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September 29, 2005.

HENRY B. JOHNSON, ET AL., Plaintiffs,
D. SCOTT DODRILL, ET AL., Defendants.

The opinion of the court was delivered by: EDWIN KOSIK, Senior District Judge


I. Introduction

Plaintiffs Henry B. Johnson and Willie Engram-Bey originally filed this civil rights action pursuant to 28 U.S.C. § 1331 in the United States District Court for the District of Columbia on October 20, 2003. The matter was transferred to this court approximately one month later. At the time the complaint was filed, plaintiffs were both inmates at the United States Penitentiary at Lewisburg (USP-Lewisburg), Pennsylvania. Johnson is now confined at the United States Penitentiary at Marion, Illinois, and Engram-Bey has been transferred to the United States Penitentiary-Max in Florence, Colorado. The standing complaint in this case consists of Documents 1 and 5. There are fourteen remaining defendants all employees at USP-Lewisburg.*fn1 In the complaint, plaintiffs allege that their due process rights were violated with regard to their placement in the Special Management Unit (SMU) and also claim that placement in the SMU was a threat to them. They further contend that the decision of the United States Parole Commission to rescind Johnson's parole was improper and that Engram-Bey received inadequate medical care while in the SMU. Plaintiffs also raise claims with regard to incident reports they received for failure to participate in the gang unit program. Plaintiffs seek injunctive and monetary relief.*fn2

  Presently pending is a motion to dismiss, or, in the alternative, for summary judgment filed by defendants on January 24, 2005. (Doc. 40.) Prior to the time defendants submitted their supporting brief and documents, plaintiffs filed their brief in opposition to the motion. (Doc. 47.) Thereafter, a supporting brief, statement of material facts and evidentiary materials were filed by defendants on February 7, 2005. (Docs. 50, 51, 54, 55.) An Order was issued by the court on February 8, 2005, directing plaintiffs to file their opposing statement of material facts within 15 days, as well as file a supplement to their opposition brief if they so desired. (Doc. 57.) Neither an opposing statement of material facts or a supplemental opposition brief was filed by plaintiffs.*fn3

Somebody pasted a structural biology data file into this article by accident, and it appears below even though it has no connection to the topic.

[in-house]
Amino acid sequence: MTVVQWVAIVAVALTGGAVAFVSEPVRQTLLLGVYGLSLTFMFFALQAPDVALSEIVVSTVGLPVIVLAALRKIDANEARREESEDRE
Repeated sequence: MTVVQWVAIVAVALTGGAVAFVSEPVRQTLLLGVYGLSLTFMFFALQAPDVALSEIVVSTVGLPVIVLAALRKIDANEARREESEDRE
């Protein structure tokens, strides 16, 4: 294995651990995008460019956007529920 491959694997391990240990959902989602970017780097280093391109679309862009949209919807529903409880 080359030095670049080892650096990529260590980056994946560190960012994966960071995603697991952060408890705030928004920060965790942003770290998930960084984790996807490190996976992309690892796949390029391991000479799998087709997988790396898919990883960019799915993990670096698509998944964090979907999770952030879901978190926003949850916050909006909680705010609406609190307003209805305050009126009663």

II. Background

  The allegations in the complaint stem from a riot disturbance which occurred at USP-Lewisburg in the recreation yard on August 18, 2002 between D.C. Black inmates and the Hispanic NETA gang members. On the morning of August 18, 2002, the USP-Lewisburg Control Center Officer made an announcement that staff needed assistance on the recreation yard with regard to the large scale altercation which was taking place. Following the deployment of Precision Ordinance Thunder Flashes, the inmates separated and dispersed. Due to numerous injured inmates, additional staff responded. Approximately 25 inmates from Washington, D.C. were observed gathered near a pavilion in the yard.

  Following a lengthy investigation it was determined that the altercation which took place was a result of smaller incidents which had occurred on the morning of August 18, 2002, including a dining room incident between a D.C. inmate and a Hispanic inmate. Due to their involvement in the resulting yard altercation, plaintiffs each received incident reports for "Rioting and Conduct which Disrupts" and were sanctioned. (Doc. 1, Compl. Exs. 1, 2.) Both plaintiffs were also found to be candidates for the SMU program at USP-Lewisburg due to their roles in the incident. Both plaintiffs were ultimately transferred out of the SMU program for refusing to participate. Engram-Bey was transferred out on or about April 11, 2004, and Johnson on or about July 3, 2004. For the reasons that follow, the motion for summary judgment will be granted.

  III. Standard

  Defendants have filed a motion to dismiss or, in the alternative, for summary judgment. Along with their motion, defendants have submitted evidentiary materials, specifically, the declarations made under penalty of perjury of Brian Chambers, Cynthia Lewis and L. Cunningham, each with supporting exhibits. Defendants have also submitted copies of DHO reports, Administrative Remedy Responses and Memorandums and materials pertaining to the Special Management Unit at USP-Lewisburg.

  Pursuant to Federal Rule of Civil Procedure 12(b)(6), if on a motion asserting the defense numbered (6) to dismiss for failure of the pleading to state a claim upon which relief can be granted, matters outside the pleadings are presented to and not excluded by the court, the motion shall be treated as one for summary judgment and disposed of pursuant to Fed.R.Civ.P. 56. This court will not exclude the supporting evidentiary materials submitted by defendants, and, as such, will address the instant motion as one for summary judgment. Because defendants labeled their motion as one to dismiss or, in the alternative for summary judgment, thereby placing plaintiff on notice, and because a separate Order was issued by the court directing plaintiffs to file an opposing statement of material facts and giving them an opportunity to file supplemental opposing materials in an attempt to controvert those submitted by defendants, there is no need to first provide notice to plaintiffs that the instant motion will be construed as one for summary judgment.